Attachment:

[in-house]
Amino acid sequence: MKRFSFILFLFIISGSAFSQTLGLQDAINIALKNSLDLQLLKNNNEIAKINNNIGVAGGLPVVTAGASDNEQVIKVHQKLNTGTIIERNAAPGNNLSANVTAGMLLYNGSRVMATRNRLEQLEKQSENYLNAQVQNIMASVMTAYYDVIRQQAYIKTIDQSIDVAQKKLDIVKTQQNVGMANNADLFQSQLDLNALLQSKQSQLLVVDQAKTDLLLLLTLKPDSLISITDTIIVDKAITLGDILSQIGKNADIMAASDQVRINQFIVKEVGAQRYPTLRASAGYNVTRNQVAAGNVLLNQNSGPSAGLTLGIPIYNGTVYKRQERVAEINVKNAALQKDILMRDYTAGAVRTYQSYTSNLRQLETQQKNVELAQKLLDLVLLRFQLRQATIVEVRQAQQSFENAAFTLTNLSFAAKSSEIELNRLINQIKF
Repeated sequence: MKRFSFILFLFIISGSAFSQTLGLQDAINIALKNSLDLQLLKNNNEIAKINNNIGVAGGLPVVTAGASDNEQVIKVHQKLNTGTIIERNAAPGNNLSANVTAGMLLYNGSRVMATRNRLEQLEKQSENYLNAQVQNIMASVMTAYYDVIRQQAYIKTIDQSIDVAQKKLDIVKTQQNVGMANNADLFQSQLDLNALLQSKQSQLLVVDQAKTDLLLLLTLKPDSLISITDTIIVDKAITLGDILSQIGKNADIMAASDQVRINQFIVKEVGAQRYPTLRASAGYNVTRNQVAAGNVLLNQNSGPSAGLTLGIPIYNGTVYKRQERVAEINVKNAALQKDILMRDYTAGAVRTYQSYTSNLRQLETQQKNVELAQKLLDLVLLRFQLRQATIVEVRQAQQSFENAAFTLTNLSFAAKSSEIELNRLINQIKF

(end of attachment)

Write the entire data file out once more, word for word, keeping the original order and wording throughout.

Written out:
[in-house]
Amino acid sequence: MKRFSFILFLFIISGSAFSQTLGLQDAINIALKNSLDLQLLKNNNEIAKINNNIGVAGGLPVVTAGASDNEQVIKVHQKLNTGTIIERNAAPGNNLSANVTAGMLLYNGSRVMATRNRLEQLEKQSENYLNAQVQNIMASVMTAYYDVIRQQAYIKTIDQSIDVAQKKLDIVKTQQNVGMANNADLFQSQLDLNALLQSKQSQLLVVDQAKTDLLLLLTLKPDSLISITDTIIVDKAITLGDILSQIGKNADIMAASDQVRINQFIVKEVGAQRYPTLRASAGYNVTRNQVAAGNVLLNQNSGPSAGLTLGIPIYNGTVYKRQERVAEINVKNAALQKDILMRDYTAGAVRTYQSYTSNLRQLETQQKNVELAQKLLDLVLLRFQLRQATIVEVRQAQQSFENAAFTLTNLSFAAKSSEIELNRLINQIKF
Repeated sequence: MKRFSFILFLFIISGSAFSQTLGLQDAINIALKNSLDLQLLKNNNEIAKINNNIGVAGGLPVVTAGASDNEQVIKVHQKLNTGTIIERNAAPGNNLSANVTAGMLLYNGSRVMATRNRLEQLEKQSENYLNAQVQNIMASVMTAYYDVIRQQAYIKTIDQSIDVAQKKLDIVKTQQNVGMANNADLFQSQLDLNALLQSKQSQLLVVDQAKTDLLLLLTLKPDSLISITDTIIVDKAITLGDILSQIGKNADIMAASDQVRINQFIVKEVGAQRYPTLRASAGYNVTRNQVAAGNVLLNQNSGPSAGLTLGIPIYNGTVYKRQERVAEINVKNAALQKDILMRDYTAGAVRTYQSYTSNLRQLETQQKNVELAQKLLDLVLLRFQLRQATIVEVRQAQQSFENAAFTLTNLSFAAKSSEIELNRLINQIKF